Loto-Quebec Tries to Resolve Criminal Activities at Casino de Montreal
After an investigation that spanned several months, Loto-Quebec has received a report on criminal activities at its Casino de Montreal venue.
In November 2020, Quebec finance minister, Eric Girard, announced that an independent auditor would investigate possible criminal activities at Casino de Montreal. The inquiry was announced shortly after various media outlets reported that organised crime syndicates receive preferential treatment at the venue.
Last week, the government released a report on the matter. The report aims to provide operators with guidelines on dealing with similar criminal activities at gambling venues in the future. Loto-Quebec will also use the information to find answers relating to criminal undertakings at some of its venues.
The audit, which was officially concluded last week, prompted Quebec authorities to announce that they will apply some of its recommendations. Last week, Eric Girard stated that the currently implemented measures by Loto-Québec are concrete, and the mentioned felonious activities reflect on past events and are not ongoing.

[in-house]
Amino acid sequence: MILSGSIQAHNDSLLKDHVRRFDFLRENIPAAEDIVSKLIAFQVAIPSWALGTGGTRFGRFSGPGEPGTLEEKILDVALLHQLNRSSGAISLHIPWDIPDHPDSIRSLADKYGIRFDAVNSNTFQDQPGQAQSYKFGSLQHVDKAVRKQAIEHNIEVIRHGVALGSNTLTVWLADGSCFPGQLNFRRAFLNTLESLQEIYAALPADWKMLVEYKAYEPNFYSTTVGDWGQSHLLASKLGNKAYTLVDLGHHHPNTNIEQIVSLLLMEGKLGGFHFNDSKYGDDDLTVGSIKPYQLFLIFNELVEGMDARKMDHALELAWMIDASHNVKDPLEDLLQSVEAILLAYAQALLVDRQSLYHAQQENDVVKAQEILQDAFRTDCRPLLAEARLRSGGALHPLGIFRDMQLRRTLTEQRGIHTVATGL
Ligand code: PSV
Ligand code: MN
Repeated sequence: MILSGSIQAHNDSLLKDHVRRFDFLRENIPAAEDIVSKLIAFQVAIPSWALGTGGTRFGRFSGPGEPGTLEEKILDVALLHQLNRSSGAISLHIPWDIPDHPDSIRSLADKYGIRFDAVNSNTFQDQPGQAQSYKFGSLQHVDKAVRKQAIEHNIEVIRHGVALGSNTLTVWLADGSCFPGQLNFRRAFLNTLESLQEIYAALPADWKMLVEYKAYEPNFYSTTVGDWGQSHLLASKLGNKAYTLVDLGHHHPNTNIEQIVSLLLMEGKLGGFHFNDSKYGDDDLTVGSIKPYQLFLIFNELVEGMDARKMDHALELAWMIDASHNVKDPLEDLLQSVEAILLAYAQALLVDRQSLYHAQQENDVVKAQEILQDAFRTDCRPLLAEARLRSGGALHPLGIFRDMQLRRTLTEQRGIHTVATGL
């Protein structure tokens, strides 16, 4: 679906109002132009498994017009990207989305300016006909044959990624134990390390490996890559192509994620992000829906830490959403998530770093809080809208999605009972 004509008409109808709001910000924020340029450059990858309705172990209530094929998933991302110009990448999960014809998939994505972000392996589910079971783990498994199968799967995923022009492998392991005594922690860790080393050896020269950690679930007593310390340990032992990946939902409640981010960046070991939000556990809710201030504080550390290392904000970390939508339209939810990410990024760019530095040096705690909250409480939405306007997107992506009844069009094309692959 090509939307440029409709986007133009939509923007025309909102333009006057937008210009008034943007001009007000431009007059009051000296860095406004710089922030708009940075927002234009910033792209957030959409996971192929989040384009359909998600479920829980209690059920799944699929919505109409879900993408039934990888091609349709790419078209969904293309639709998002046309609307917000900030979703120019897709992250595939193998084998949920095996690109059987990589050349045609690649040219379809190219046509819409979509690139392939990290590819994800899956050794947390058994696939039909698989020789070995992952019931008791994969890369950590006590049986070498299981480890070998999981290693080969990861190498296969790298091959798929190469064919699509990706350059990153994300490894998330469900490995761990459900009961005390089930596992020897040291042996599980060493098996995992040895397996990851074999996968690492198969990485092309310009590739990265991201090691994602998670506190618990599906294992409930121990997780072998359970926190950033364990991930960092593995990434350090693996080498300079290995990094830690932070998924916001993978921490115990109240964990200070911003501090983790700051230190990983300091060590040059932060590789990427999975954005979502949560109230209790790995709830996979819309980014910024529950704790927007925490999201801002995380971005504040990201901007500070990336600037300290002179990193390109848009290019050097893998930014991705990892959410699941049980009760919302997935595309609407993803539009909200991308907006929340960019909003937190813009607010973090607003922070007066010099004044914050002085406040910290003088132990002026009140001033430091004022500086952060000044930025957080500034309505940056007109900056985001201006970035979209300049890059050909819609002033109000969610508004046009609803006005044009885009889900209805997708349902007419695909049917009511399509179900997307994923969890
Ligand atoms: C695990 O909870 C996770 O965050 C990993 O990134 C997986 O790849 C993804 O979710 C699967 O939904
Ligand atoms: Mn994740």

The local government stated that it would adopt a policy to ban high-risk profile players. The new rules will allow Loto-Quebec to cancel players’ casino loyalty programme memberships and annul all accumulated points. Additionally, Loto-Quebec will have the authority to conduct thorough and detailed background checks of certain patrons and their finances.
The province has also agreed to enhance information-sharing between Loto-Quebec and the police. This includes exchanging information on money laundering structures, as well as typologies, modes of operation, techniques, and organised crime groups. Loto-Quebec has already introduced several recommendations from the audit, such as system automation to target suspicious activities.
In conclusion, the casino operator stated that it is continuously searching for the best possible protocols in the battle against money laundering since organised crime evolves over time and in tandem with new technologies. According to the statement, dealers did not feel obligated to permit a suspicious individual to win due to their links to organised crime groups.